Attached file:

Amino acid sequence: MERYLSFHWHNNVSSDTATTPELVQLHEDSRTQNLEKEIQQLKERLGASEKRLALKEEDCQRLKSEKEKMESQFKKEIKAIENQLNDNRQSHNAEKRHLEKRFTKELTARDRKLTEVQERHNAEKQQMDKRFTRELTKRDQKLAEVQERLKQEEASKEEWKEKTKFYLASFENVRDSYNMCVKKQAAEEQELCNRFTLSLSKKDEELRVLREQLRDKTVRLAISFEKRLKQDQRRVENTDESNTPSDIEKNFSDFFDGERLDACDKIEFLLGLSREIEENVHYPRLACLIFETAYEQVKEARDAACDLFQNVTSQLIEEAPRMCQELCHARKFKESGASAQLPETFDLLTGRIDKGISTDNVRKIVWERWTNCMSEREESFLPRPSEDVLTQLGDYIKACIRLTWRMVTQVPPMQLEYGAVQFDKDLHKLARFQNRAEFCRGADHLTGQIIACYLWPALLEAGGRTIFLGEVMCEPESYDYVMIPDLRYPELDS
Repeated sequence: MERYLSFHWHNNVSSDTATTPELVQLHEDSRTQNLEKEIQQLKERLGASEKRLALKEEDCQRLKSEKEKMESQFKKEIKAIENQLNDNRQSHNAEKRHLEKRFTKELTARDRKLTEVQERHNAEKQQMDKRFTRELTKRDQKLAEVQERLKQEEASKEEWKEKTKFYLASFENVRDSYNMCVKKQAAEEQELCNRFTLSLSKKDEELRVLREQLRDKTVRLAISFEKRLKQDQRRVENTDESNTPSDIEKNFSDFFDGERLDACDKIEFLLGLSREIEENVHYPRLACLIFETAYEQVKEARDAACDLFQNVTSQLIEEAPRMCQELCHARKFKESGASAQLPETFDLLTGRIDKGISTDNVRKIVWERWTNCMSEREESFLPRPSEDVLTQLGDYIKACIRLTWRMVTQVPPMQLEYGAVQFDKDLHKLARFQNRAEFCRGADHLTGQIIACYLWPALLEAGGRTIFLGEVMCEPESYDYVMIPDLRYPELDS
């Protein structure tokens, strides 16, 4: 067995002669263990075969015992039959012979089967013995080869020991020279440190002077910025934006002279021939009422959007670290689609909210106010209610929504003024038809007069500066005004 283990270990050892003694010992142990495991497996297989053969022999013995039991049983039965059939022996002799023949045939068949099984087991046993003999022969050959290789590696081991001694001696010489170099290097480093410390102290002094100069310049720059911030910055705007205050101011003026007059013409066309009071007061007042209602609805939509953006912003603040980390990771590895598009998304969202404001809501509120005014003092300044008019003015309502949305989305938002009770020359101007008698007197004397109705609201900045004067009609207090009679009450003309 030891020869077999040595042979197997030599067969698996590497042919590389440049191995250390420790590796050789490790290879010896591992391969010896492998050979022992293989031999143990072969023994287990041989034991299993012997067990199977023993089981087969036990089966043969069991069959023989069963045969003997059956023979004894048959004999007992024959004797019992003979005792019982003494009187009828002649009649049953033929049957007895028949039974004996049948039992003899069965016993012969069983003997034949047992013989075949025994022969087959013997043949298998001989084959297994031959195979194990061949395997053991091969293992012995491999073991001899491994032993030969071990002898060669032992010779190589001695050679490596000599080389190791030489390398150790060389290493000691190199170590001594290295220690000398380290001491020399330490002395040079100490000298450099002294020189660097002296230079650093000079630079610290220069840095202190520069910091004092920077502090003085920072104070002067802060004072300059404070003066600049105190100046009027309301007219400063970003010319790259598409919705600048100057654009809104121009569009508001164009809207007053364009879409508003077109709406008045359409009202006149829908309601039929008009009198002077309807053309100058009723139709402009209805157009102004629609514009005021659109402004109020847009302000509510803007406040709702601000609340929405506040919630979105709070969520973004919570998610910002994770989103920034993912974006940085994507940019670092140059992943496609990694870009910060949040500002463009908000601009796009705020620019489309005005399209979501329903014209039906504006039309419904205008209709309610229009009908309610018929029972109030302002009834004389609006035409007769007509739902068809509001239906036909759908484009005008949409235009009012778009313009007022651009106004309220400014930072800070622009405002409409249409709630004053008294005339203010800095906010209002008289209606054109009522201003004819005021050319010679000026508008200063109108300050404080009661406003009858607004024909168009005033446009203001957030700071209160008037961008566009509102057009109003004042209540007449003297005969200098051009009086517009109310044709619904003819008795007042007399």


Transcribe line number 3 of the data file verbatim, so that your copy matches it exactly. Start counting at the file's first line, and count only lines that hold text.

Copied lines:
């Protein structure tokens, strides 16, 4: 067995002669263990075969015992039959012979089967013995080869020991020279440190002077910025934006002279021939009422959007670290689609909210106010209610929504003024038809007069500066005004 283990270990050892003694010992142990495991497996297989053969022999013995039991049983039965059939022996002799023949045939068949099984087991046993003999022969050959290789590696081991001694001696010489170099290097480093410390102290002094100069310049720059911030910055705007205050101011003026007059013409066309009071007061007042209602609805939509953006912003603040980390990771590895598009998304969202404001809501509120005014003092300044008019003015309502949305989305938002009770020359101007008698007197004397109705609201900045004067009609207090009679009450003309 030891020869077999040595042979197997030599067969698996590497042919590389440049191995250390420790590796050789490790290879010896591992391969010896492998050979022992293989031999143990072969023994287990041989034991299993012997067990199977023993089981087969036990089966043969069991069959023989069963045969003997059956023979004894048959004999007992024959004797019992003979005792019982003494009187009828002649009649049953033929049957007895028949039974004996049948039992003899069965016993012969069983003997034949047992013989075949025994022969087959013997043949298998001989084959297994031959195979194990061949395997053991091969293992012995491999073991001899491994032993030969071990002898060669032992010779190589001695050679490596000599080389190791030489390398150790060389290493000691190199170590001594290295220690000398380290001491020399330490002395040079100490000298450099002294020189660097002296230079650093000079630079610290220069840095202190520069910091004092920077502090003085920072104070002067802060004072300059404070003066600049105190100046009027309301007219400063970003010319790259598409919705600048100057654009809104121009569009508001164009809207007053364009879409508003077109709406008045359409009202006149829908309601039929008009009198002077309807053309100058009723139709402009209805157009102004629609514009005021659109402004109020847009302000509510803007406040709702601000609340929405506040919630979105709070969520973004919570998610910002994770989103920034993912974006940085994507940019670092140059992943496609990694870009910060949040500002463009908000601009796009705020620019489309005005399209979501329903014209039906504006039309419904205008209709309610229009009908309610018929029972109030302002009834004389609006035409007769007509739902068809509001239906036909759908484009005008949409235009009012778009313009007022651009106004309220400014930072800070622009405002409409249409709630004053008294005339203010800095906010209002008289209606054109009522201003004819005021050319010679000026508008200063109108300050404080009661406003009858607004024909168009005033446009203001957030700071209160008037961008566009509102057009109003004042209540007449003297005969200098051009009086517009109310044709619904003819008795007042007399």